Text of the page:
Notwithstanding the statistical power and the consideration of fatal and nonfatal events, our study has potential limitations. First, the International Database on Ambulatory Blood Pressure in Relation to Cardiovascular Outcome is currently composed of 11 population-based cohorts from 3 continents, but our results might not yet be generally applicable, in particular to Africans of black ancestry or African Americans. Second, we and most other investigators applied intermittent techniques of ambulatory blood pressure monitoring, which compared with continuous blood pressure recording, is a less precise technique to capture short-term blood pressure variability. However, intra-arterial recordings or continuous recordings of the arterial signal at the finger are difficult, if not impossible, to implement in large epidemiological studies. Third, in the current meta-analysis of individual data, blood pressure variability turned out to provide independent risk information, and this finding was consistent in stratified sensitivity analyses. However, even in large cohort studies with numerous events, the power to detect heterogeneity across strata is generally low. For example, considering a 2-sided α-level of 0.05, we had only 46% power to detect a 0.24 difference between normotensive and hypertensive subjects in the log-transformed HR of all cardiovascular events.
In line with several6–8,10,11 but not all9 previous studies, our current report established that short-term reading-to-reading blood pressure variability is an independent risk factor, but moreover it also highlighted that the level of the 24-hour blood pressure remains the primary blood pressure–related risk factor to account for in clinical practice. This caveat also applies to the morning surge in blood pressure, as described in the companion article. Notwithstanding these limitations, in the setting of clinical research, studies of blood pressure variability will continue to generate meaningful information. For research making use of intermittent techniques of ambulatory blood pressure monitoring, our current findings suggest that both SDdn and ARV24 might be useful measures, but not the SD computed over the whole day, which also includes the day-night blood pressure difference.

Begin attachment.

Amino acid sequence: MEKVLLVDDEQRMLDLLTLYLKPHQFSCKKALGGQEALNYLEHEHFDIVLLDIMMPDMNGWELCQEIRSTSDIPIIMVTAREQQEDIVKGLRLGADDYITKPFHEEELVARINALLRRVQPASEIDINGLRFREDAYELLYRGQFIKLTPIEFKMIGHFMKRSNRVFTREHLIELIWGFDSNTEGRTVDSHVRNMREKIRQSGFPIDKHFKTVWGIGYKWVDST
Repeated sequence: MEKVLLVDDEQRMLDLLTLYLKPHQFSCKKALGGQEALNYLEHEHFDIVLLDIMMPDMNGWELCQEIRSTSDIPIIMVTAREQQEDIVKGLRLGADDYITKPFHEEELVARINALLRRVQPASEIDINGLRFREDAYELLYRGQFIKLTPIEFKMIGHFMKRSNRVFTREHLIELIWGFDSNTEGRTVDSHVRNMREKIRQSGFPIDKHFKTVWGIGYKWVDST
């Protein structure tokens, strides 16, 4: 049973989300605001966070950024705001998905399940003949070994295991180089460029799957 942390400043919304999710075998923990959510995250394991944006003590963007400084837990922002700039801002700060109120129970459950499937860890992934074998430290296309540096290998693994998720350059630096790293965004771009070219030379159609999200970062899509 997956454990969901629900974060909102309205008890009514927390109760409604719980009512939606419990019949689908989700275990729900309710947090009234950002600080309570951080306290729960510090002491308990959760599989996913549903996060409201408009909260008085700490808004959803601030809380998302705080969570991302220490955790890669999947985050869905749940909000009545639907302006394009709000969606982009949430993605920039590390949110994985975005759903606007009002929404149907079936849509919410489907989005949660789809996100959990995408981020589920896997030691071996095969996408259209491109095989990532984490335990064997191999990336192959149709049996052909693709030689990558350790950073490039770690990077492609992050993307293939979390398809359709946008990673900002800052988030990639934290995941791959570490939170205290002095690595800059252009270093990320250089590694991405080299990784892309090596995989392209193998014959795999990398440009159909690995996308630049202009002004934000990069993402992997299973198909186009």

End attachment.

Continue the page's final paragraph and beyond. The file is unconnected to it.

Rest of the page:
We gratefully acknowledge the expert assistance of Sandra Covens and Ya Zhu (Studies Coordinating Centre, Leuven, Belgium). The International Database of Ambulatory Blood Pressure in Relation to Cardiovascular Outcome investigators are listed in the online Data Supplement available at http://hyper.ahajournals.org.
Sources of Funding
The European Union (grants IC15-CT98-0329-EPOGH, LSHM-CT-2006-037093, and HEALTH-F4-2007-201550), the Fonds voor Wetenschappelijk Onderzoek Vlaanderen (Ministry of the Flemish Community, Brussels, Belgium) (grants G.0575.06 and G.0734.09), and the Katholieke Universiteit Leuven (grants OT/00/25 and OT/05/49) gave support to the Studies Coordinating Centre in Leuven. The European Union (grants LSHM-CT-2006-037093 and HEALTH-F4-2007-201550) also supported the research groups in Shanghai, Kraków, Padova, and Novosibirsk. The Bilateral Scientific and Technological Collaboration between China and Flanders, Ministry of the Flemish Community, Brussels (grant BIL02/10), supported the fellowship of Y.L. in Leuven. The Danish Heart Foundation (grant 01-2-9-9A-22914) and the Lundbeck Fonden (grant R32-A2740) supported the studies in Copenhagen. The Ministries of Education, Culture, Sports, Science, and Technology (grants 15790293, 16590433, 17790381, 18390192, 18590587, 19590929, and 19790423) and of Health, Labor, and Welfare (Health Science Research grants, Medical Technology Evaluation Research grants, H17-Kenkou-007, H18-Junkankitou[Seishuu]-Ippan-012, and H20-Junkankitou[Seishuu]-Ippan-009, 013), a Grant-in-Aid from the Japanese Society for the Promotion of Science (16.54041, 18.54042, 19.7152, 20.7198, 20.7477, and 20.54043), the Japan Atherosclerosis Prevention Fund, the Uehara Memorial Foundation, the Takeda Medical Research Foundation, the National Cardiovascular Research grants, and the Biomedical Innovation grants supported research in Japan. The National Natural Science Foundation of China (grants 30871360 and 30871081), Beijing, China, the Shanghai Commission of Science and Technology (grant 07JC14047 and the “Rising Star” program, grant 06QA14043), and the Shanghai Commission of Education (grant 07ZZ32 and the “Dawn” project, grant 08SG20) supported the JingNing Study in China.
Correspondence to Jan A. Staessen, Studies Coordinating Centre, Division of Hypertension and Cardiovascular Rehabilitation, Department of Cardiovascular Diseases, University of Leuven, Campus Sint Rafaël, Kapucijnenvoer 35, Block d, Level 00, Box 7001, B-3000 Leuven, Belgium. E-mail firstname.lastname@example.org; email@example.com
- Received August 13, 2009.
- Revision received August 31, 2009.
- Accepted January 14, 2010.